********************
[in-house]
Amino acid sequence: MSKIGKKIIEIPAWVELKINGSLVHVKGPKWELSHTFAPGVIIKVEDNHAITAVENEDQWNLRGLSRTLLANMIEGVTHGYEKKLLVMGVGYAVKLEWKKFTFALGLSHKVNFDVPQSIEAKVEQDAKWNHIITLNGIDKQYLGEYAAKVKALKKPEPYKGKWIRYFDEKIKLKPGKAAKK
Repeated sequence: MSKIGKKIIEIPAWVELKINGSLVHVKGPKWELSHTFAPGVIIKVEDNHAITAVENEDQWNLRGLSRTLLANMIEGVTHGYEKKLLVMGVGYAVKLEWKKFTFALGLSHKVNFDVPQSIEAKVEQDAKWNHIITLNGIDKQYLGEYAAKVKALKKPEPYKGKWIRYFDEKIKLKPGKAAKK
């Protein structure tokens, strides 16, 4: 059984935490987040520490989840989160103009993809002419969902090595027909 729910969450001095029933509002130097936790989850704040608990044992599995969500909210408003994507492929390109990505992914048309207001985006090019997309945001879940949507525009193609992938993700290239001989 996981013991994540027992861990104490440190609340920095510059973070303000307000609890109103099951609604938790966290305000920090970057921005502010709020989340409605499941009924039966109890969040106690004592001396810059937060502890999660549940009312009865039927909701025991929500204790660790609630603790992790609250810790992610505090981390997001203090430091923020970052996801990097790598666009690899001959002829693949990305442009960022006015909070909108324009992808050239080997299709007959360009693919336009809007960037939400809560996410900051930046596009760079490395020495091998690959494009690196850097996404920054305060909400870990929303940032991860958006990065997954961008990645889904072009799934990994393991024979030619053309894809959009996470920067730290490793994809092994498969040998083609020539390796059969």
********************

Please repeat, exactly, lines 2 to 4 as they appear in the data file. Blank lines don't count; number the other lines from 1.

Amino acid sequence: MSKIGKKIIEIPAWVELKINGSLVHVKGPKWELSHTFAPGVIIKVEDNHAITAVENEDQWNLRGLSRTLLANMIEGVTHGYEKKLLVMGVGYAVKLEWKKFTFALGLSHKVNFDVPQSIEAKVEQDAKWNHIITLNGIDKQYLGEYAAKVKALKKPEPYKGKWIRYFDEKIKLKPGKAAKK
Repeated sequence: MSKIGKKIIEIPAWVELKINGSLVHVKGPKWELSHTFAPGVIIKVEDNHAITAVENEDQWNLRGLSRTLLANMIEGVTHGYEKKLLVMGVGYAVKLEWKKFTFALGLSHKVNFDVPQSIEAKVEQDAKWNHIITLNGIDKQYLGEYAAKVKALKKPEPYKGKWIRYFDEKIKLKPGKAAKK
């Protein structure tokens, strides 16, 4: 059984935490987040520490989840989160103009993809002419969902090595027909 729910969450001095029933509002130097936790989850704040608990044992599995969500909210408003994507492929390109990505992914048309207001985006090019997309945001879940949507525009193609992938993700290239001989 996981013991994540027992861990104490440190609340920095510059973070303000307000609890109103099951609604938790966290305000920090970057921005502010709020989340409605499941009924039966109890969040106690004592001396810059937060502890999660549940009312009865039927909701025991929500204790660790609630603790992790609250810790992610505090981390997001203090430091923020970052996801990097790598666009690899001959002829693949990305442009960022006015909070909108324009992808050239080997299709007959360009693919336009809007960037939400809560996410900051930046596009760079490395020495091998690959494009690196850097996404920054305060909400870990929303940032991860958006990065997954961008990645889904072009799934990994393991024979030619053309894809959009996470920067730290490793994809092994498969040998083609020539390796059969």